Florida at risk as Zika virus spreads 'explosively'

Mosquito-borne virus spreads close to Florida


MIAMI – Infectious disease experts say Florida's warm climate, poverty and mosquitoes present an ideal setting for the Zika virus to spread. 

There was alarm Thursday when the World Health Organization convened an emergency committee to deal with the virus. WHO's director general Margaret Chan said the virus was in 23 countries in the Americas and was "spreading explosively" across the hemisphere.

She added: The current weather patterns could mean mosquito populations were going to spread. And there are no vaccines. WHO's emergency committee will meet on Monday in Geneva.

"The level of alarm is extremely high," Chan said.  

The Centers for Disease Control and Prevention identified 31 cases in the U.S. All of the cases involved patients who had traveled to areas where the virus was rampant. Florida confirmed its first cases in January. Two had traveled from Miami-Dade to Colombia, where as of this week there were some 13,800 cases

"We expect an expansion similar to what we had with the chikungunya virus last year, to finish between 600,000 to 700,000 cases," Colombian health minister Alejandro Gaviria said Wednesday.

The other Florida patient traveled from Hillsborough County to Venezuela. On Thursday, Venezuela's health minister Luisana Melo said on state television that there were 4,700 suspected cases and the country was already starting fumigation operations.  

After a mosquito bite, the Zika virus can cause fever, muscle pain and skin rashes on some people. Scientists are also investigating its link to a congenital condition associated with incomplete brain development and also to a rare disease that can lead to paralysis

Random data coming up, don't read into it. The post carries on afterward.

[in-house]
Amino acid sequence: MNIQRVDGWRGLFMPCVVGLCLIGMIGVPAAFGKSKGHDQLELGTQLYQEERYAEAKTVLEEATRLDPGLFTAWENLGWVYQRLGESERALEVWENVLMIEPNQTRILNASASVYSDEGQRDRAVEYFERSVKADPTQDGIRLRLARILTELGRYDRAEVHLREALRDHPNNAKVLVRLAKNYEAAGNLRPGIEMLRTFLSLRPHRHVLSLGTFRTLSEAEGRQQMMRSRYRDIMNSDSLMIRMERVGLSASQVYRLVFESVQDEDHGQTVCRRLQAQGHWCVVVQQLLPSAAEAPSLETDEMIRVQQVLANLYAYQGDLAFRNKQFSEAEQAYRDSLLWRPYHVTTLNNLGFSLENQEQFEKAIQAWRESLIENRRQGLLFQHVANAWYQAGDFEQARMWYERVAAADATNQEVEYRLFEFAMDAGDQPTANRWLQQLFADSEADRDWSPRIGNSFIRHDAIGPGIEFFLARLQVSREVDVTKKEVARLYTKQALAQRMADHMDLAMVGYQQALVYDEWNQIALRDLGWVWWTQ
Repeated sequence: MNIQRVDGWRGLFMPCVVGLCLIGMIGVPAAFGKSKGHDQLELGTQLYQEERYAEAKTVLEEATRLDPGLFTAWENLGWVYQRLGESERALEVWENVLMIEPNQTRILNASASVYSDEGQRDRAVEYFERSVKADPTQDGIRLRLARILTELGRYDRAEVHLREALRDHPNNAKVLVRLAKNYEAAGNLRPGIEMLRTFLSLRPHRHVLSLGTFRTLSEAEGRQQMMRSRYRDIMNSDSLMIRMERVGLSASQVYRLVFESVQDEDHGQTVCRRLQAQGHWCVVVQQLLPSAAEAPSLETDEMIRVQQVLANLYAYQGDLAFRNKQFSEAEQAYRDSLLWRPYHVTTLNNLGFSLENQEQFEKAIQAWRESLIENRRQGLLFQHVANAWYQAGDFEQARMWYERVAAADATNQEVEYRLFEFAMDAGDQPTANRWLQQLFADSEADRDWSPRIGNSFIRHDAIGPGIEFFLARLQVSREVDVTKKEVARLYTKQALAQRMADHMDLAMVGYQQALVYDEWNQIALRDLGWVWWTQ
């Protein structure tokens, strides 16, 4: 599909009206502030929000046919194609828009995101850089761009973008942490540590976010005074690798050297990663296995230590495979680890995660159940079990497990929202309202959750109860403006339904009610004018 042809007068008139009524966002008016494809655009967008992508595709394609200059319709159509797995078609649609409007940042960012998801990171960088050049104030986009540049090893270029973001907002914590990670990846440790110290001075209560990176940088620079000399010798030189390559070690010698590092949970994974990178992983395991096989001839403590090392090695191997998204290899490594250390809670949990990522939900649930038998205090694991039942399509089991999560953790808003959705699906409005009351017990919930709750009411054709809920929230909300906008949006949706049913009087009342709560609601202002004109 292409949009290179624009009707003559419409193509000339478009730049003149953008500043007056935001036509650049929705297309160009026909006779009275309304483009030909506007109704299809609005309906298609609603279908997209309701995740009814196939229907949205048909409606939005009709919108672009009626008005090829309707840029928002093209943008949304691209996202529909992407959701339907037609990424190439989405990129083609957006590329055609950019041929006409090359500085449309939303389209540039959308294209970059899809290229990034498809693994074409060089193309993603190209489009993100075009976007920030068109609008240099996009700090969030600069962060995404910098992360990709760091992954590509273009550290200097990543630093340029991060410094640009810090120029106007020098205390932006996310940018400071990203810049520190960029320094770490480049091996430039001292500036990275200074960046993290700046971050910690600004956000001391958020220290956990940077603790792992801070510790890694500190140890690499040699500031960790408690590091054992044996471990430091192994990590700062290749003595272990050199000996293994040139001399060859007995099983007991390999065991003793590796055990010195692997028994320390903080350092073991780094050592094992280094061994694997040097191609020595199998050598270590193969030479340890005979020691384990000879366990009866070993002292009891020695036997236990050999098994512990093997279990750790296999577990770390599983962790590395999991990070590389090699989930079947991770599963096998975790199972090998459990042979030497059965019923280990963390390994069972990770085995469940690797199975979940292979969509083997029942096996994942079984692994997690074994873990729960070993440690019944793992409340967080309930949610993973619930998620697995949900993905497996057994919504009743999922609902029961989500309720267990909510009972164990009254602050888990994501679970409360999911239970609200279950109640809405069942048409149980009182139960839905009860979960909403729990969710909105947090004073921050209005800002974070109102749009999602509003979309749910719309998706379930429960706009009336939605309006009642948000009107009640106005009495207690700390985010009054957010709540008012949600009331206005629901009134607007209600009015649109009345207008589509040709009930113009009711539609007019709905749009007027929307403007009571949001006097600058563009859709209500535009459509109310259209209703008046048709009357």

Aside from Florida, Texas, Arkansas, Iliniois and New Jersey have confirmed Zika cases. The Centers for Disease Control and Prevention was working with Brazilian health officials. All of the cases involved patients who traveled overseas. 

The virus first concerned officials in 2013 when some 28,000 in French Polynesia were diagnosed. About a year later, the virus spread to Brazil with about 270 cases.

The last time WHO's Public Health Emergency of International Concern triggered a coordinated international response to stop a disease was August 2014 with Ebola. This was only a few months after the reemergence of polio May 2014. In 2009, it was done for the H1N1 influenza epidemic.

10 facts about the Zika virus 

1. Aedes aegypti mosquitoes, which usually bite in the morning or evening, are the vector. 

2. The virus does not transmit from person to person 

3. Symptoms of mild fever, skin rash and conjunctivitis last two to seven days 

4. There is no specific  treatment or vaccine available

5. Virus was first identified in Uganda in 1947 and in humans in 1952

6. Virus outbreaks were first reported in 2007 in the Pacific and 2013 in French Polynesia

7. During outbreaks, health authorities may advise spraying insecticides 

8. More than 13 countries in the Americas have reported Zika virus infections

9. Doctors require a blood sample to diagnose the virus

10. The best form of prevention is protection against mosquito bites


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